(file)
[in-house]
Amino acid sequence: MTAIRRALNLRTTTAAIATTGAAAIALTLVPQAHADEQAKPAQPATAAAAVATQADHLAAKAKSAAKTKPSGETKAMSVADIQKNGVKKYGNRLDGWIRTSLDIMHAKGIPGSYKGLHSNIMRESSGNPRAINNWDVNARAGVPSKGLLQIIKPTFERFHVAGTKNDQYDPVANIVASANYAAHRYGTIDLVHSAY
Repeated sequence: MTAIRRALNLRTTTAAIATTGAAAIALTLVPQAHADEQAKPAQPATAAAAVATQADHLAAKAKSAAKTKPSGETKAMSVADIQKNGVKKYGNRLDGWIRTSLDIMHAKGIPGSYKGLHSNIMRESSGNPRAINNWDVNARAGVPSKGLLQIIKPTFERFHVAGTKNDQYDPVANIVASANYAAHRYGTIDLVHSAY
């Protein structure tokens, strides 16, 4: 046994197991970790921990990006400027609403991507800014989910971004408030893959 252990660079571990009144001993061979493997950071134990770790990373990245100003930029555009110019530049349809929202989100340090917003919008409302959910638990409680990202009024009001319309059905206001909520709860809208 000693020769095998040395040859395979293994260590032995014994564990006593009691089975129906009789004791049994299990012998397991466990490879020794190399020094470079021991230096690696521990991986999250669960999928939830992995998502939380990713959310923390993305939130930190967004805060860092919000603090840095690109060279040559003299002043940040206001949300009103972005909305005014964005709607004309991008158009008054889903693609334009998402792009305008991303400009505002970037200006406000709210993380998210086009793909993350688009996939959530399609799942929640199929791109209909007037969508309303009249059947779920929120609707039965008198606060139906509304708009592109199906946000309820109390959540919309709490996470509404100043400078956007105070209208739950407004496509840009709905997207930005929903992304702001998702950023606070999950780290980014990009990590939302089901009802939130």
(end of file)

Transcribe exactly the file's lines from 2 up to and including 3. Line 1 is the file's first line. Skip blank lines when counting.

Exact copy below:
Amino acid sequence: MTAIRRALNLRTTTAAIATTGAAAIALTLVPQAHADEQAKPAQPATAAAAVATQADHLAAKAKSAAKTKPSGETKAMSVADIQKNGVKKYGNRLDGWIRTSLDIMHAKGIPGSYKGLHSNIMRESSGNPRAINNWDVNARAGVPSKGLLQIIKPTFERFHVAGTKNDQYDPVANIVASANYAAHRYGTIDLVHSAY
Repeated sequence: MTAIRRALNLRTTTAAIATTGAAAIALTLVPQAHADEQAKPAQPATAAAAVATQADHLAAKAKSAAKTKPSGETKAMSVADIQKNGVKKYGNRLDGWIRTSLDIMHAKGIPGSYKGLHSNIMRESSGNPRAINNWDVNARAGVPSKGLLQIIKPTFERFHVAGTKNDQYDPVANIVASANYAAHRYGTIDLVHSAY